So, right, Nani is reborn as a fly. Because a bunch of fly eggs (maggots? Where do flies come from, anyway?) floats by just as his CGI soul leaves his body. Little confused here by the science of reincarnation movies. This one and Om Shanti Om seem to be implying that your soul goes into whatever receptacle is closest at the moment of death. But Karan-Arjun and Hamesha have souls going into identical bodies, but bodies that are very far away from the dying characters and not necessarily born at the moment of death. It’s almost like directors/scriptwriters just follow whatever theory of reincarnation best supports their current script! But that can’t be true, right?
The fly part is amazing! Starting with his first few scenes, where we immediately build an audience connection to Nani-fly because he is having a hard time getting his wings to work, while all his brother and sister flies (do flies have genders?) take off right away. Having identified with him as our little underdog fly (underfly?), we then get an amazing action sequence that combined fear with wonder at his new life. He has to escape from feet coming to crush him, balls being thrown, even being sucked into a little girl’s mouth. But at the same time, there is the joy of flight, the wonder of floating through a field of bubbles, the sunshine and beauty of the world into which he is reborn. Being a fly isn’t half-bad! At least, as shown in this film. Again, I know nothing about real non-reincarnated flies.
Since, as we have established, this is the smallest city in the world, of course one of the first people he bumps into in his new fly existance, is the very man who killed him when he was a man! Which immediately inspires him to wild fly-vengeance. I do like the initial attempt, just flying really really hard at his face and bouncing off. This is a crazy thing to say, but I really liked the character growth shown by our little CGI fly! He starts out just crazed with revenge, and then slowly comes to accept his new existence and work through ways to achieve his goals using his new abilities. Not to mention the growth shown in immediately giving up revenge and rushing to the side of the woman he loves as soon as he is reminded of her.
Of course, Samantha doesn’t realize that her boyfriend has been reborn as a fly, and ignores all his little fly attempts to get her attention. Which doesn’t stop him from following her around and trying to protect her from the eeeeeeeeeeeevil attentions of Sudeep. Who now not only has to act incredibly eeeeeevil all the time, he also has to act as though he is being driven crazy by a fly. Seriously, the fact that he didn’t get a National Award for this performance is a CRIME! (and I am only half joking, it’s much harder to act out “evil and tormented by a fly” than the standard National Award “an average man fighting against the heartless cruelty of society” kind of performance)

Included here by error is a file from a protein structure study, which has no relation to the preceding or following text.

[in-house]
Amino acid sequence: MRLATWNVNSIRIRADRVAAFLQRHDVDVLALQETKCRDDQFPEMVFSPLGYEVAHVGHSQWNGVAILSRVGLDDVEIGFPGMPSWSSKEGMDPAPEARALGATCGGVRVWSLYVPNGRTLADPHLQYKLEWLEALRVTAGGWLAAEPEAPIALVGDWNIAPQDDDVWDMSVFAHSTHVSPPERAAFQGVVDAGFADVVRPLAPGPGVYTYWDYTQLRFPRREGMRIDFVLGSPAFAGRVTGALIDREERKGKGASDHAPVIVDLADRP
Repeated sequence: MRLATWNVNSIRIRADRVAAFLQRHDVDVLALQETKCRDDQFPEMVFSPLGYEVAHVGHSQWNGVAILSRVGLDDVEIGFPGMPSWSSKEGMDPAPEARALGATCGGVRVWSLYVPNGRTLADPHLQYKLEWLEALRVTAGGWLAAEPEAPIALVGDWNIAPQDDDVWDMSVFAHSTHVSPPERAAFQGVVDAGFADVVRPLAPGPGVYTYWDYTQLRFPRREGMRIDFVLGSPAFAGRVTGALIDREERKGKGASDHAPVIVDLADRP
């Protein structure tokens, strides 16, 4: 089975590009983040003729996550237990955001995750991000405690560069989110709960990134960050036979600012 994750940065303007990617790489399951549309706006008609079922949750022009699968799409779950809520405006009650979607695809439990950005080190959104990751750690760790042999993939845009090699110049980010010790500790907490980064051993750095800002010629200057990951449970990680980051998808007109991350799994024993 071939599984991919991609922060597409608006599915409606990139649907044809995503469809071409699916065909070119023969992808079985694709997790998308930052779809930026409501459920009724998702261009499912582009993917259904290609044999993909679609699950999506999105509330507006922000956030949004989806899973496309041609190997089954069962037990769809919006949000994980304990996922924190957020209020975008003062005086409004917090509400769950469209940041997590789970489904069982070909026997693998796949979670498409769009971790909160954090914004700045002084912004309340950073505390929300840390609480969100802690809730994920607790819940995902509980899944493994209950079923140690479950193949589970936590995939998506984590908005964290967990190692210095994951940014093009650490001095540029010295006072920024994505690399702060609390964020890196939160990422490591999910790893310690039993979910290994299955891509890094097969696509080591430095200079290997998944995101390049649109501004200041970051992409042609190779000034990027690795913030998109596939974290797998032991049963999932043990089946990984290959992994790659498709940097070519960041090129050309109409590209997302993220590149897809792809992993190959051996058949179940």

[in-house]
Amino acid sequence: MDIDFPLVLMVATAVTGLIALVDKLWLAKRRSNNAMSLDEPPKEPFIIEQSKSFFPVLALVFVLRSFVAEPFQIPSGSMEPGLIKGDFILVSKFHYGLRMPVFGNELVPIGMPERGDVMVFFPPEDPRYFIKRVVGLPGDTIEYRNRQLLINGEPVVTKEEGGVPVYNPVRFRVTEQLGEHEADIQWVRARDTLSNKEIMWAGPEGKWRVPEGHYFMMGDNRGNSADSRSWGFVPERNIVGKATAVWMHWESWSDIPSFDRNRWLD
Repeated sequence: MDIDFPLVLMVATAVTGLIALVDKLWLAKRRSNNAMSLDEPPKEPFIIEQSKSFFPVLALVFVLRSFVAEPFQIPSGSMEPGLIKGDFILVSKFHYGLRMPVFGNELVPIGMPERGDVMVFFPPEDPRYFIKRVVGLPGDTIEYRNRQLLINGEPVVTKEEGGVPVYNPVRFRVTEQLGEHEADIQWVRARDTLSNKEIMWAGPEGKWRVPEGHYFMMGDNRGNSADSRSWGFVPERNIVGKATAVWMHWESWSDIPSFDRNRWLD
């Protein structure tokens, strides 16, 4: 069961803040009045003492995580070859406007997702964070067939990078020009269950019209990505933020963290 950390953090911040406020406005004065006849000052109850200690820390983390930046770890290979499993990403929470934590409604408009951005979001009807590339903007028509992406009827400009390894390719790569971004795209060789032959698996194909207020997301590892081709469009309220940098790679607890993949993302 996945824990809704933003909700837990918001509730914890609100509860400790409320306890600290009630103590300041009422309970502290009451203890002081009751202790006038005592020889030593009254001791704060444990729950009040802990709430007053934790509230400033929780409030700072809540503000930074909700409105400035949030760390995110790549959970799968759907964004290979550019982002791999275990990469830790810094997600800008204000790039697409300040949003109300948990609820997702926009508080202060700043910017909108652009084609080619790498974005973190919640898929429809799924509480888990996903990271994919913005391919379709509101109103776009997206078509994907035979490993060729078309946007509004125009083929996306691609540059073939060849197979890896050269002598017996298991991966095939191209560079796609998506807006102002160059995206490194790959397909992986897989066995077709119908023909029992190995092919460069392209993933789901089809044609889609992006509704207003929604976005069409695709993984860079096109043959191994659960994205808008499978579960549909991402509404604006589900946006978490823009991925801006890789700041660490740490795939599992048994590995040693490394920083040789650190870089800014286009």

I really like that our fly is only interested in vengeance in that it will help protect Samantha from danger. It’s kind of the opposite of the standard action movie trope where our hero refuses to rescue the heroine right away because her safety is less important than his honor in defeating the villain the “right” way (R….Rajkumar, I am looking at you!). On the other hand, there is still the usual trope that the heroine isn’t able to protect herself, she has to rely on “her man” to do it. Or in this case, her fly. Seriously, when you have been turned into a fly, I think it is okay to teach your girlfriend some self-defense moves and make her do something for herself!
(I’m not saying I don’t like R…Rajkumar, just that maybe Shahid could have just taken Sonakshi off and married her like an hour earlier than he did, and made their lives a lot easier)
Of course, I’m not sure if that’s actually the message here, that she needs someone to take care of her, even if that someone is a fly. It could also just be that the director really liked coming up with cool ways for a fly to try to kill a man. At least Samantha got to be highly involved in the plotting, building him little weapons and helping him come up with plans. Ridiculous hilarious plans. Seriously, flying little baskets of gunpowder across town to load a little tiny cannon that will shoot a little tiny bullet at just the right angle? There has got to be a better way!
Although, besides this somewhat silly particular plan, everything else done by both our hero and our villain is kind of clever! Just as you think “well, why doesn’t he do such-and-such?”, the character will do it! It’s not one of those movies where the plot only continues because the characters are too stupid to figure out a better way (what Roger Ebert called an “idiot plot”). The villain starts sealing up every entry and exit, hires bodyguards with flyswatters, even figures out who the fly was and, in the end, kidnaps his girlfriend!
Really, the only reason Mani wins in the end is that love is stronger than hate and he is actually willing to die for what he wants. Oh, and that he and Samantha still have this strange strange strange ability to communicate! That’s where the stalker-y beginning of their relationship pays off! Just like when he was a human and she refused to talk to him but he was able to somehow understand all her odd signals, now they can communicate through hand (flyhand? flyfeet? Something) gestures. I did start to wonder why she just didn’t give him ink and let him write out what he wanted, but I guess that’s not as cinematic.
I also noticed that I could kind of understand Mani-fly by the end too! Which is when I realized that a lot of his body language was less based on flies, and more based on dogs. The little head cocks, the wriggling the body before action, all of that, very cute and familiar. An excellent choice on the part of the CGI artists, dogs are very easy to interpret and most people sort of know how to understand them.
The whole thing is filled with excellent choices, really, right down to the ridiculous all-fly item number over the end credits. It’s just got this very light silly tone, without ever feeling like it isn’t taking this story seriously. That’s the key, you have to feel at every second like Samantha truly believes she is talking to the man she loved reborn as a fly, and that Sudeep enjoys taunting and torturing his enemy, the fly. If there is even the slightest hint of self-awareness or embarrassment or, worst of all, hipster detachment, the whole thing would fall apart.
The biggest kudos, of course, have to go to the director. He took this silly silly story, and he made it fun and smart and wonderful. And I really really hope he gets to do a sequel (rumored to be his next project after Bahubaali: The Conclusion), because I want to see where he goes with it next!